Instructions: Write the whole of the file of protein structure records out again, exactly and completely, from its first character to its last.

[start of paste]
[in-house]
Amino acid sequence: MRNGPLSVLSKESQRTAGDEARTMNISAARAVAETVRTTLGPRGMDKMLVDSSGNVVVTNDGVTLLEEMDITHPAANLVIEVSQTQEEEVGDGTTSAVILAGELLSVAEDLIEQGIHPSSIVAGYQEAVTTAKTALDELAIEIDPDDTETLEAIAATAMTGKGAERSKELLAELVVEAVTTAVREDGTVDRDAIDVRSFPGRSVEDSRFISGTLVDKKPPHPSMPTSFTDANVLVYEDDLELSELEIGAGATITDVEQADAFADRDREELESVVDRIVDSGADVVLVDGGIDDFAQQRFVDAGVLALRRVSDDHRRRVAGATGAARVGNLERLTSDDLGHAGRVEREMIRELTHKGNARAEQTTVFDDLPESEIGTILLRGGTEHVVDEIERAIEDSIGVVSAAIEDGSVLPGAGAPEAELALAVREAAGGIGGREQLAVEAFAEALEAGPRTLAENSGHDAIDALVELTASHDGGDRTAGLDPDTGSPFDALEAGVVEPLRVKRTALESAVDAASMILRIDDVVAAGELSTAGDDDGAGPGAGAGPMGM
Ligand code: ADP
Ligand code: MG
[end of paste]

[in-house]
Amino acid sequence: MRNGPLSVLSKESQRTAGDEARTMNISAARAVAETVRTTLGPRGMDKMLVDSSGNVVVTNDGVTLLEEMDITHPAANLVIEVSQTQEEEVGDGTTSAVILAGELLSVAEDLIEQGIHPSSIVAGYQEAVTTAKTALDELAIEIDPDDTETLEAIAATAMTGKGAERSKELLAELVVEAVTTAVREDGTVDRDAIDVRSFPGRSVEDSRFISGTLVDKKPPHPSMPTSFTDANVLVYEDDLELSELEIGAGATITDVEQADAFADRDREELESVVDRIVDSGADVVLVDGGIDDFAQQRFVDAGVLALRRVSDDHRRRVAGATGAARVGNLERLTSDDLGHAGRVEREMIRELTHKGNARAEQTTVFDDLPESEIGTILLRGGTEHVVDEIERAIEDSIGVVSAAIEDGSVLPGAGAPEAELALAVREAAGGIGGREQLAVEAFAEALEAGPRTLAENSGHDAIDALVELTASHDGGDRTAGLDPDTGSPFDALEAGVVEPLRVKRTALESAVDAASMILRIDDVVAAGELSTAGDDDGAGPGAGAGPMGM
Ligand code: ADP
Ligand code: MG